(Henry David Thoreau (1817-1862), U.S. philosopher, author, naturalist. A Week on the Concord and Merrimack Rivers (1849), in The Writings of Henry David Thoreau, vol. 1, p. 161, Houghton Mifflin (1906).)
It has been so written, for the most part, that the times it describes are with remarkable propriety called dark ages. They are dark, as one has observed, because we are so in the dark about them.
(Henry David Thoreau (1817-1862), U.S. philosopher, author, naturalist. A Week on the Concord and Merrimack Rivers (1849), in The Writings of Henry David Thoreau, vol. 1, p. 163, Houghton Mifflin (1906).)
Thoughts are the shadows of our feelingsalways darker, emptier, simpler than they are.
(Friedrich Nietzsche (1844-1900), German philosopher, classical scholar, critic of culture. Friedrich Nietzsche, Sämtliche Werke: Kritische Studienausgabe, vol. 3, p. 502, eds. Giorgio Colli and Mazzino Montinari, Berlin, de Gruyter (1980). The Gay Science, first edition, "Third Book," aphorism 179, "Thoughts," (1882).)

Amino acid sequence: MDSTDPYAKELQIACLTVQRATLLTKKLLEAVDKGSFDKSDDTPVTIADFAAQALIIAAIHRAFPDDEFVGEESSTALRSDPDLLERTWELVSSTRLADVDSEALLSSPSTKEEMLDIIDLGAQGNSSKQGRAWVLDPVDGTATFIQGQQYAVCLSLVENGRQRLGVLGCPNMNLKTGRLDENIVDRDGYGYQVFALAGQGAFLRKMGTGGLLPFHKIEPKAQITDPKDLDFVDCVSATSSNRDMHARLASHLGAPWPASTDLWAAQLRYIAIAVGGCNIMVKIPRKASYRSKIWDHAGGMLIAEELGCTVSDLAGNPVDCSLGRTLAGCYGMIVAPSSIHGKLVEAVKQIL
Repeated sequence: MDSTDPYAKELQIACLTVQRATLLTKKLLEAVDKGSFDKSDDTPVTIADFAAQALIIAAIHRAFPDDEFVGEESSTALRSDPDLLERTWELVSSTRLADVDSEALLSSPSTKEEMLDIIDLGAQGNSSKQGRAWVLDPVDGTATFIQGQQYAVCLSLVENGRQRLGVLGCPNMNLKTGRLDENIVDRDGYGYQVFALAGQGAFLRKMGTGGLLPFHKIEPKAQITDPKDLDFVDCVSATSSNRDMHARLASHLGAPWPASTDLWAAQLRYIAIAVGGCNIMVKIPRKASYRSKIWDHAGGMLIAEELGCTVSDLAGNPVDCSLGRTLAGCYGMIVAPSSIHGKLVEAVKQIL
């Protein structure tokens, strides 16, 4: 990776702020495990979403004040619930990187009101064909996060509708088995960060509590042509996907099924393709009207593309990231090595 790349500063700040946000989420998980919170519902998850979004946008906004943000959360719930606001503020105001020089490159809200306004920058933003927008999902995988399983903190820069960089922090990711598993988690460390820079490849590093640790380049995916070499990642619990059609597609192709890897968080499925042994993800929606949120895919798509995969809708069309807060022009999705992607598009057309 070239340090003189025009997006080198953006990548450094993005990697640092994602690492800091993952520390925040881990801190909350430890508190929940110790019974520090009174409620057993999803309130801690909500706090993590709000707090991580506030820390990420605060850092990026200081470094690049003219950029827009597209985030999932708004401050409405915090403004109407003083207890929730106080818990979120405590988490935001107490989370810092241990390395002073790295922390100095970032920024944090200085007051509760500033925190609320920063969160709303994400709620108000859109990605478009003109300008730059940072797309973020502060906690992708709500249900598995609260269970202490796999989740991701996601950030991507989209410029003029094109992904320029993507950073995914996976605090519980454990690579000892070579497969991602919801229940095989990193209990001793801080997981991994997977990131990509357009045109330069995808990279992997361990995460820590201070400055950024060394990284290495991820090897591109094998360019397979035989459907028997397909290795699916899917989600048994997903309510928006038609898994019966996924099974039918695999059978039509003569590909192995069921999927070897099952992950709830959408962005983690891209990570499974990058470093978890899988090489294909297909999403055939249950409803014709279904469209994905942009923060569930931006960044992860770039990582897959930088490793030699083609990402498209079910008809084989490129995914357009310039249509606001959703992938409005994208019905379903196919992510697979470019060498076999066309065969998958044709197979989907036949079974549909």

Clear to me at last that the dark I have always struggled to keep under is in reality my most
(Samuel Beckett (1906-1989), Irish dramatist, novelist. First edition, 1958. Krapp, in Krapp's Last Tape, p. 21, Grove Press (1960).
Krapp is playing back a tape recording he made some years ago; the quoted sentence is interrupted when he angrily turns off the tape machine.)
In a real dark night of the soul it is always three o'clock in the morning, day after day.
(F. Scott Fitzgerald (1896-1940), U.S. author. The Crack-Up, ed. Edmund Wilson (1945). Handle With Care, first published in Esquire (New York, March 1936).
The article constituted the second part of Fitzgerald's Crack-Up series. The Dark Night of the Soul is the title of a poem and commentary by the 16th-century Spanish mystic San Juan de la Cruz (St. John of the Cross).)